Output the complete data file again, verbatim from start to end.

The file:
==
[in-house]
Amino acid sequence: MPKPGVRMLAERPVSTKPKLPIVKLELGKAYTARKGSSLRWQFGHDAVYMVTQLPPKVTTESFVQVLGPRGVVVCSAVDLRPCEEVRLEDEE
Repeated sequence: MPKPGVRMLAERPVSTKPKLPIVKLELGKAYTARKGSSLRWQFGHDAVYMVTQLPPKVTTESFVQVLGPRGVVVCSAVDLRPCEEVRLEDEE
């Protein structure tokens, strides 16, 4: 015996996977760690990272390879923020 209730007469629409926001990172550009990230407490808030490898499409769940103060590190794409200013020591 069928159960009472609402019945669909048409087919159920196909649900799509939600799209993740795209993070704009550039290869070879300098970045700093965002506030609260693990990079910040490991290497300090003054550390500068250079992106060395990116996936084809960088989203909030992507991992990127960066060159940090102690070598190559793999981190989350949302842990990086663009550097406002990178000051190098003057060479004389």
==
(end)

[in-house]
Amino acid sequence: MPKPGVRMLAERPVSTKPKLPIVKLELGKAYTARKGSSLRWQFGHDAVYMVTQLPPKVTTESFVQVLGPRGVVVCSAVDLRPCEEVRLEDEE
Repeated sequence: MPKPGVRMLAERPVSTKPKLPIVKLELGKAYTARKGSSLRWQFGHDAVYMVTQLPPKVTTESFVQVLGPRGVVVCSAVDLRPCEEVRLEDEE
């Protein structure tokens, strides 16, 4: 015996996977760690990272390879923020 209730007469629409926001990172550009990230407490808030490898499409769940103060590190794409200013020591 069928159960009472609402019945669909048409087919159920196909649900799509939600799209993740795209993070704009550039290869070879300098970045700093965002506030609260693990990079910040490991290497300090003054550390500068250079992106060395990116996936084809960088989203909030992507991992990127960066060159940090102690070598190559793999981190989350949302842990990086663009550097406002990178000051190098003057060479004389």